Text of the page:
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Fort Macleod Minor Hockey names Curran Volunteer of the Year

Trevor Curran received Fort Macleod Minor Hockey’s new Volunteer of the Year Award from Abby Friesen. The award is named for Abby’s father, Merv Friesen.

Trevor Curran is the inaugural recipient of a new award honouring volunteer service to Fort Macleod Minor Hockey.

Minor Hockey presented the Merv Friesen Volunteer of the Year Award on Oct. 2 during the awards night at Fort Macleod and District Community Hall.

“Merv truly embodied the volunteer spirit and lived it,” presenter Brian Vandervalk said. “He believed in making hockey fun for the kids. He loved nothing more than having fun out there.”

Curran has coached Fort Macleod teams for about 18 years, this past season with the Midget Mavericks.

When Fort Macleod Minor Hockey decided it wanted to honour a Volunteer of the Year, it was an obvious choice to name the award after Friesen.

“I’m grateful to be presenting this award,” Vandervalk said. “For many of us, (Merv) was the face of Minor Hockey in Fort Macleod.”

Friesen, who died last year, first started coaching his younger brother in 1975 and continued as a coach and volunteer for 25 years.

Vandervalk recalled that Friesen eased his own introduction to hockey.

“He was such a loving and caring guy, you could just tell right away,” Vandervalk said of his former coach.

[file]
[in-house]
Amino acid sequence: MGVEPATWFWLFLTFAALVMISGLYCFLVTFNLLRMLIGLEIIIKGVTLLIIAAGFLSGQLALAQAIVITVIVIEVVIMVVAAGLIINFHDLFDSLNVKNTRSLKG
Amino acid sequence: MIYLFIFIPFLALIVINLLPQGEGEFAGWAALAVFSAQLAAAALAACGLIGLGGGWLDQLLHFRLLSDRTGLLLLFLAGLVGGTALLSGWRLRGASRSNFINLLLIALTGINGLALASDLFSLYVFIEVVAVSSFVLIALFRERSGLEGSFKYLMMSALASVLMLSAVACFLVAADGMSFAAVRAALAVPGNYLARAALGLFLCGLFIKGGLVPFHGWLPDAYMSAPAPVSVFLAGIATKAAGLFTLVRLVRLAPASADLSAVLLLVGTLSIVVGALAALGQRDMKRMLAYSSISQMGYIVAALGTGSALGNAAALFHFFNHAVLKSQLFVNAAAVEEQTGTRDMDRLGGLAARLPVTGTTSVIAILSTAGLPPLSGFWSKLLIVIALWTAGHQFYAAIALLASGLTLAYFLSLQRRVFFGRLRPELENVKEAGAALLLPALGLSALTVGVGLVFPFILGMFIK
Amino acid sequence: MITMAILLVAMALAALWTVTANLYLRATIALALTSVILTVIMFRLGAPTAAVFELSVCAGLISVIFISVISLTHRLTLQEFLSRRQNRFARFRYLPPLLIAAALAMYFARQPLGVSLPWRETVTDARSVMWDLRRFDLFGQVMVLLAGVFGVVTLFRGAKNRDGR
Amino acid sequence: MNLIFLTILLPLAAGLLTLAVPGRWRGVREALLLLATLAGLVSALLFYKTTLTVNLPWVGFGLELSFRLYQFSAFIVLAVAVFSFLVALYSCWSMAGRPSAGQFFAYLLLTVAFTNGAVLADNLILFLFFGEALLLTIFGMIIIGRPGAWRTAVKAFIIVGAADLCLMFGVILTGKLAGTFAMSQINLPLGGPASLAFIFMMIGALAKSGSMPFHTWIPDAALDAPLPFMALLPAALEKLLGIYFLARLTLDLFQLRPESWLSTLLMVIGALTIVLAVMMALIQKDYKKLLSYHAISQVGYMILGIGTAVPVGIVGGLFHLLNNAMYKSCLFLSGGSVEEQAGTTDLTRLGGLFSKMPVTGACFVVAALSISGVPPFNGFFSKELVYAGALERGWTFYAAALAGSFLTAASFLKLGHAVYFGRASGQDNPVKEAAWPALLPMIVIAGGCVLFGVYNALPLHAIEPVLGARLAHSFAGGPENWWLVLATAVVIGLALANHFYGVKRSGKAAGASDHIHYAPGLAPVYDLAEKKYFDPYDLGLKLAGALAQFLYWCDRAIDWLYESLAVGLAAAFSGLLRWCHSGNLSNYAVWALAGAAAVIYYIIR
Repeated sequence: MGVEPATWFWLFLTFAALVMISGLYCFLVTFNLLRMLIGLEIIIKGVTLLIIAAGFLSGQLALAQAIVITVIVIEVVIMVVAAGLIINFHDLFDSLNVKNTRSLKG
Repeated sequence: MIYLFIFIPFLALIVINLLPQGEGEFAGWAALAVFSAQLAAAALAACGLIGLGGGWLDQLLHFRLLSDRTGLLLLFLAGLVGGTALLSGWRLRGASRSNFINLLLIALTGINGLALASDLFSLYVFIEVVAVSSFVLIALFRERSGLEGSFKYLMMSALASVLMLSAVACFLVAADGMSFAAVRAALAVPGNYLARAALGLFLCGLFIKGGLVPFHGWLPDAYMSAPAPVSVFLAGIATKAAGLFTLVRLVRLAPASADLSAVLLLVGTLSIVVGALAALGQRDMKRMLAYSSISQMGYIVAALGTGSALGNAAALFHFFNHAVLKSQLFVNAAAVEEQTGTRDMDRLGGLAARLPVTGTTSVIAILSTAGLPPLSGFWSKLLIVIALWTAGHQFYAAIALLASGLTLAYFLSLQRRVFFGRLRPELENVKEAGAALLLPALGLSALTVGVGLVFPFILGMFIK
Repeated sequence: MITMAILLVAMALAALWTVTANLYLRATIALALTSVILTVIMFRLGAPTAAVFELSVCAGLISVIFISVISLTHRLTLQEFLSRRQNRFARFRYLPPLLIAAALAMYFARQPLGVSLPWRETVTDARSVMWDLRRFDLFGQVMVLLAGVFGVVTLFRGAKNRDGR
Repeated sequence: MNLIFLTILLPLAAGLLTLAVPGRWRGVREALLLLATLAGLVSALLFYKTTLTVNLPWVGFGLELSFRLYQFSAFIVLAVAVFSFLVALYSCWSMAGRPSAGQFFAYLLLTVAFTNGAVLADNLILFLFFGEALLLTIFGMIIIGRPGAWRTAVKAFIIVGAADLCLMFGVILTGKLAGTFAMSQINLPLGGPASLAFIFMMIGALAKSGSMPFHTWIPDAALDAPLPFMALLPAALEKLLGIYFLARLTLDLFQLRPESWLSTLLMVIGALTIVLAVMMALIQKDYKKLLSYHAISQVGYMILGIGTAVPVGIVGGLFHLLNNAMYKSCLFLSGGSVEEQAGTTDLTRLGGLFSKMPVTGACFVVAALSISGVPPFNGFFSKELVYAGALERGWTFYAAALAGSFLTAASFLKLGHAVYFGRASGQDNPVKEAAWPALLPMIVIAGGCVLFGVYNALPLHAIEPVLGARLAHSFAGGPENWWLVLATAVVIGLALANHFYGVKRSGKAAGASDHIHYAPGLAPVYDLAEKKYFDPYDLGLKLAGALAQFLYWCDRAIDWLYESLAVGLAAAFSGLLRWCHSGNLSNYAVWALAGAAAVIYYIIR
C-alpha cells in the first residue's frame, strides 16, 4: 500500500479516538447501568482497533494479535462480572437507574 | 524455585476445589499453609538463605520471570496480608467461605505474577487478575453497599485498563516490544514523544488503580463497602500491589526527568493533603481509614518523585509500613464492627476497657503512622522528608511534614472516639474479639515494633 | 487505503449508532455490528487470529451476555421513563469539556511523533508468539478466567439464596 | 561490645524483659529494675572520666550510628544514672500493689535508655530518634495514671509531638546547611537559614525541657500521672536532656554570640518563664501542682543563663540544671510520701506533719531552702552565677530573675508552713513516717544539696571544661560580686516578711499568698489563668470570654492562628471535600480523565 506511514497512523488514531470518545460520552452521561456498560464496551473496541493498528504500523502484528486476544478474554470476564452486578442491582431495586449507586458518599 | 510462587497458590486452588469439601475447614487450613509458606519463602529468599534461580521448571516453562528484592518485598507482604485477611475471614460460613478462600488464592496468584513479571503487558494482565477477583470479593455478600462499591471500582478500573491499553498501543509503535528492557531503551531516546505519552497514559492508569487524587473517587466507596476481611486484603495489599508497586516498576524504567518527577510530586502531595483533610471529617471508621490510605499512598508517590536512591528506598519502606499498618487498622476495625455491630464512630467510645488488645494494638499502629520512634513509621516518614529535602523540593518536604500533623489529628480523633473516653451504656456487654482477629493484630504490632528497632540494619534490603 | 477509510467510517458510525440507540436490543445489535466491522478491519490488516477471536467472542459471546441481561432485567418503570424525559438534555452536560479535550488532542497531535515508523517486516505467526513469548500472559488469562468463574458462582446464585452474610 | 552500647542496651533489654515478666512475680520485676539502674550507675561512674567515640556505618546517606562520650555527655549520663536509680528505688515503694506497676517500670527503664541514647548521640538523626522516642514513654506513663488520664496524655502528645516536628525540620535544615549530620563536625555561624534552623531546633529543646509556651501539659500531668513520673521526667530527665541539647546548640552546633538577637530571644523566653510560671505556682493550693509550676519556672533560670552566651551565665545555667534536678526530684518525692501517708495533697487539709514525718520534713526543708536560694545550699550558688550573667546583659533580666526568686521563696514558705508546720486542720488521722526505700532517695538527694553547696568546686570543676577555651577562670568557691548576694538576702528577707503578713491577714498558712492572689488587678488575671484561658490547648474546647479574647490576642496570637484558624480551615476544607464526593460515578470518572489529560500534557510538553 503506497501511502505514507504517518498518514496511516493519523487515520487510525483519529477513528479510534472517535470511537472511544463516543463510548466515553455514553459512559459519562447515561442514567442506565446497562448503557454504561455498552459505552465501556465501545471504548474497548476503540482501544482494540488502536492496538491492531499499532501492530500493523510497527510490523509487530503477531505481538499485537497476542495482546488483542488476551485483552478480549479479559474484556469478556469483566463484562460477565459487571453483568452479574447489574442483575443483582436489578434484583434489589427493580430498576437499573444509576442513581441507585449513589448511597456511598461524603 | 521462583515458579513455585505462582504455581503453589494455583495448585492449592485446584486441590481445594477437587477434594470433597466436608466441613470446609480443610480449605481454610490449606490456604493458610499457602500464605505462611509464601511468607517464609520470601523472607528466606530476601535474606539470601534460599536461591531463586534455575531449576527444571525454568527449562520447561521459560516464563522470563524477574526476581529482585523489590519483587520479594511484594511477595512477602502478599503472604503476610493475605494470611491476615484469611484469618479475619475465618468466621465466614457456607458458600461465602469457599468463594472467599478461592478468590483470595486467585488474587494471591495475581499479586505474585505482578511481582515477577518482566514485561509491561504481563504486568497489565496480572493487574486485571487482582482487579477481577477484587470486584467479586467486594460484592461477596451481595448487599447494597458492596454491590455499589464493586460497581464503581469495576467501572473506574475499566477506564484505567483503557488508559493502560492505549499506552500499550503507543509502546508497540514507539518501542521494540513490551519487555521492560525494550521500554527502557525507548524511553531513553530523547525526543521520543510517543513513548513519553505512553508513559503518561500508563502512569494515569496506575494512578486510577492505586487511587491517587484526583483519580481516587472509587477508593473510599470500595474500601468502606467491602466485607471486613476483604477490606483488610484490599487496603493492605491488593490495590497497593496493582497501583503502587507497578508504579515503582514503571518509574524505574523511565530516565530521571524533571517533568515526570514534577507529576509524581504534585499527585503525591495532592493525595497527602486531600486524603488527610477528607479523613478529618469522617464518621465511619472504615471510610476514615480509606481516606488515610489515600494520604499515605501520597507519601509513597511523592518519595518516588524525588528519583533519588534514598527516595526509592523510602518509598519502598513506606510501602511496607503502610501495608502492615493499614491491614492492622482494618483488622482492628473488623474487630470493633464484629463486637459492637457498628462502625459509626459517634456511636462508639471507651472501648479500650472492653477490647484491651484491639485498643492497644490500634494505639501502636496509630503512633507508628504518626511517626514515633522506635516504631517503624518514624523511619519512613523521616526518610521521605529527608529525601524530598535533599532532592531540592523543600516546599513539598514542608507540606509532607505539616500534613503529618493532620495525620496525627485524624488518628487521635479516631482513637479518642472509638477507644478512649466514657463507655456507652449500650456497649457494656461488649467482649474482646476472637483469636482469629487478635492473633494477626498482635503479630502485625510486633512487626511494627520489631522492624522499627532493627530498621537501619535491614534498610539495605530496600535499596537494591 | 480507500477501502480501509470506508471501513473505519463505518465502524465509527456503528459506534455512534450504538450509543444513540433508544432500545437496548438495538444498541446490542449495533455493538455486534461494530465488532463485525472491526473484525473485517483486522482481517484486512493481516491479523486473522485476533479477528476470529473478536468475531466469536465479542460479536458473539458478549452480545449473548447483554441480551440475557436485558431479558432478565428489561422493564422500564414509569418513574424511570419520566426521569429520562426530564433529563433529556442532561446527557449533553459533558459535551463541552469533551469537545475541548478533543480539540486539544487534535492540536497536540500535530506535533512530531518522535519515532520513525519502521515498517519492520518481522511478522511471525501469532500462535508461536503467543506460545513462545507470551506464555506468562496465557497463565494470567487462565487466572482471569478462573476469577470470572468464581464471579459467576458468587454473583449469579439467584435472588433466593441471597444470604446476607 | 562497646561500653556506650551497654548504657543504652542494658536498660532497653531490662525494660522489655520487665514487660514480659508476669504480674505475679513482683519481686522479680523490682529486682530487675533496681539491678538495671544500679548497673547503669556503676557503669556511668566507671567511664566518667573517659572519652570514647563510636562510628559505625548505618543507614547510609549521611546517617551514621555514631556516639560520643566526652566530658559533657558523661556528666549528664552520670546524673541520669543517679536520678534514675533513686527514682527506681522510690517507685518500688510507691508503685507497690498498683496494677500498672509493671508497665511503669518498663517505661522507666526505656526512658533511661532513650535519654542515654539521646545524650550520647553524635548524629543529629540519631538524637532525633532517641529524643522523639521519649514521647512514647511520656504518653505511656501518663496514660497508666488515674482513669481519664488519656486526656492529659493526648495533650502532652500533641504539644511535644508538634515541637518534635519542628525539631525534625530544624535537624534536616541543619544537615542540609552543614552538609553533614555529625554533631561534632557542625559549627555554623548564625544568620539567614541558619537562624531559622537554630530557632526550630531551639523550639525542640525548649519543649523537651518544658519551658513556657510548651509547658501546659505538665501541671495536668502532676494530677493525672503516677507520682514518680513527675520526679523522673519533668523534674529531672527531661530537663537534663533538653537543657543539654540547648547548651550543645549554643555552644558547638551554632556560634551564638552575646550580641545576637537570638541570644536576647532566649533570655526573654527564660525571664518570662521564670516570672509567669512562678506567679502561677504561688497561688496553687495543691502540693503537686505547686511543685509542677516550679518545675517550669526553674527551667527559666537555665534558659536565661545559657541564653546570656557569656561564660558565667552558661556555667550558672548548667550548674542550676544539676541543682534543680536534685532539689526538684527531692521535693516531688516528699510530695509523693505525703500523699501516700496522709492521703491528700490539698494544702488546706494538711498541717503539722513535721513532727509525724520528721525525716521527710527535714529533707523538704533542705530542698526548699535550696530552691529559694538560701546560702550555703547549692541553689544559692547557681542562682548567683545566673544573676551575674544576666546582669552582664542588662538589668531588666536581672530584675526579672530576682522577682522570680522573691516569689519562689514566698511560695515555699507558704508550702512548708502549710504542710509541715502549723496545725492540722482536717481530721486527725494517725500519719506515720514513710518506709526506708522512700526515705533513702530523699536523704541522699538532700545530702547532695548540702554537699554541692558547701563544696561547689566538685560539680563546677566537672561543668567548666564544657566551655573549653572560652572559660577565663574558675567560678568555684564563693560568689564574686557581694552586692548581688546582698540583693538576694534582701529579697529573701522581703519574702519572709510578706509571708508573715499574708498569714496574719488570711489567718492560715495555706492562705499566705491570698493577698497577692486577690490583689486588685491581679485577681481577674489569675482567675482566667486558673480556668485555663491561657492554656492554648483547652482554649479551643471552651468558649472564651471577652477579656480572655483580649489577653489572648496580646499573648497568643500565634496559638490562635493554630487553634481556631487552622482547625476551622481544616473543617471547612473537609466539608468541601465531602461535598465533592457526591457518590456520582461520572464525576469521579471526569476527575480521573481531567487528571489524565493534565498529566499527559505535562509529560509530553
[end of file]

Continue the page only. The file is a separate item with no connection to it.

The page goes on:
Friesen influenced hundreds of young people as a coach, and also served as president of Minor Hockey and the Fort Macleod Recreation Board.

Friesen scheduled tournaments, co-ordinated the referees, set up the time clock and sold 50-50 tickets — anything that needed to be done to keep Minor Hockey running smoothly.

“He was integral in the lobbying to get the new arena in place in 1976,” Vandervalk added. “He often said the best years he spent were being part of Minor Hockey.”

Friesen would create a nickname for each player, and would make plaques along with a year-end program at his own cost.

Friesen spent hours writing Minor Hockey reports for The Macleod Gazette, and working the phones to book teams and arrange tournaments and schedule referees.

“His attention to detail paid off,” Vandervalk said. “As players we grew to love the game because of the hard work Merv put in and because he cared for all the right reasons.”

Vandervalk said the life lessons learned from Friesen have served his former players as parents and volunteers.

Minor Hockey president Natasha Haluck said the board canvassed the association’s older players, as well as parents and coaches, for nominations.

The selection of Curran as the first recipient was unanimous.

“I was flooded with nominations,” Haluck said. “And every one of those nominations was the exact same individual.”

The nominations praised Curran as a positive force with a calm presence who pushed the teams forward.

Curran encourages his players to keep pushing, never give up, and not to get down on themselves.

In addition to encouraging players to improve each time on the ice, Curran shared life lessons that will be valuable throughout their lives.

The nominations noted that Curran puts in extra time to make them and their teams better, and always exceeds their expectations.

The nominations said Curran is well respected and made an impression with his dedication to their teams.

A former player described Curran as approachable and respectful, made the game enjoyable and demonstrated a love of the sport.

“I can’t think of a more deserving person for this award,” Haluck said.

The award caught Curran off guard.

“I deeply appreciate the nomination and the kind words,” Curran said.

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